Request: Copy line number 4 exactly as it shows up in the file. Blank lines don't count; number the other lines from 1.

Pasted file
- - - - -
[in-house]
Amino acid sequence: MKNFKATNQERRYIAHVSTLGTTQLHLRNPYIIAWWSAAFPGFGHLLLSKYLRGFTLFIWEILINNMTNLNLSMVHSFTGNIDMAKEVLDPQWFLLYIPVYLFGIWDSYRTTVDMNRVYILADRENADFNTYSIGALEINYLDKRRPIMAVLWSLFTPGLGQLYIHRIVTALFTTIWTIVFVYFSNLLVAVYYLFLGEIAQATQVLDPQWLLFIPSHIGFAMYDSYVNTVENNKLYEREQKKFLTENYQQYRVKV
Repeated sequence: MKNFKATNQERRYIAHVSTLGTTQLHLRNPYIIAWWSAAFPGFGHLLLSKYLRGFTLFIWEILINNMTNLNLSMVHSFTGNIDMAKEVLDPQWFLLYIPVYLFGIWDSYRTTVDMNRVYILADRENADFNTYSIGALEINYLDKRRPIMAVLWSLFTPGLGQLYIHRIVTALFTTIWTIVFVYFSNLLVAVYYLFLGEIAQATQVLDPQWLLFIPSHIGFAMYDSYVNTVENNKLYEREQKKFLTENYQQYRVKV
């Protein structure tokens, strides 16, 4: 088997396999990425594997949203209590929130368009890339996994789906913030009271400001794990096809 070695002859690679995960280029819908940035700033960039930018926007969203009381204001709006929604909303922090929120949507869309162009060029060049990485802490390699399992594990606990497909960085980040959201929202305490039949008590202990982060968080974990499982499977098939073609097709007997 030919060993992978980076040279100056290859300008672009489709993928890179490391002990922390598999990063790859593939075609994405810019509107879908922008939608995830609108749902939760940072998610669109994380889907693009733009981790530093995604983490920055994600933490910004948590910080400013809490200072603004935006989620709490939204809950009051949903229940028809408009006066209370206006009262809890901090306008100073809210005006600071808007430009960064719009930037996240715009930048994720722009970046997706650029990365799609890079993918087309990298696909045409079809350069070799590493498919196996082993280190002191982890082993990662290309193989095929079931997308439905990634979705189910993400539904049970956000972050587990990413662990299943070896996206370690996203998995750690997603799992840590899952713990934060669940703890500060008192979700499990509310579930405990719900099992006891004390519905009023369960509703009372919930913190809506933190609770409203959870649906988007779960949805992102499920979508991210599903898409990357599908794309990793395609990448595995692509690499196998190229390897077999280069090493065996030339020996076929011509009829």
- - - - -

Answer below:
């Protein structure tokens, strides 16, 4: 088997396999990425594997949203209590929130368009890339996994789906913030009271400001794990096809 070695002859690679995960280029819908940035700033960039930018926007969203009381204001709006929604909303922090929120949507869309162009060029060049990485802490390699399992594990606990497909960085980040959201929202305490039949008590202990982060968080974990499982499977098939073609097709007997 030919060993992978980076040279100056290859300008672009489709993928890179490391002990922390598999990063790859593939075609994405810019509107879908922008939608995830609108749902939760940072998610669109994380889907693009733009981790530093995604983490920055994600933490910004948590910080400013809490200072603004935006989620709490939204809950009051949903229940028809408009006066209370206006009262809890901090306008100073809210005006600071808007430009960064719009930037996240715009930048994720722009970046997706650029990365799609890079993918087309990298696909045409079809350069070799590493498919196996082993280190002191982890082993990662290309193989095929079931997308439905990634979705189910993400539904049970956000972050587990990413662990299943070896996206370690996203998995750690997603799992840590899952713990934060669940703890500060008192979700499990509310579930405990719900099992006891004390519905009023369960509703009372919930913190809506933190609770409203959870649906988007779960949805992102499920979508991210599903898409990357599908794309990793395609990448595995692509690499196998190229390897077999280069090493065996030339020996076929011509009829």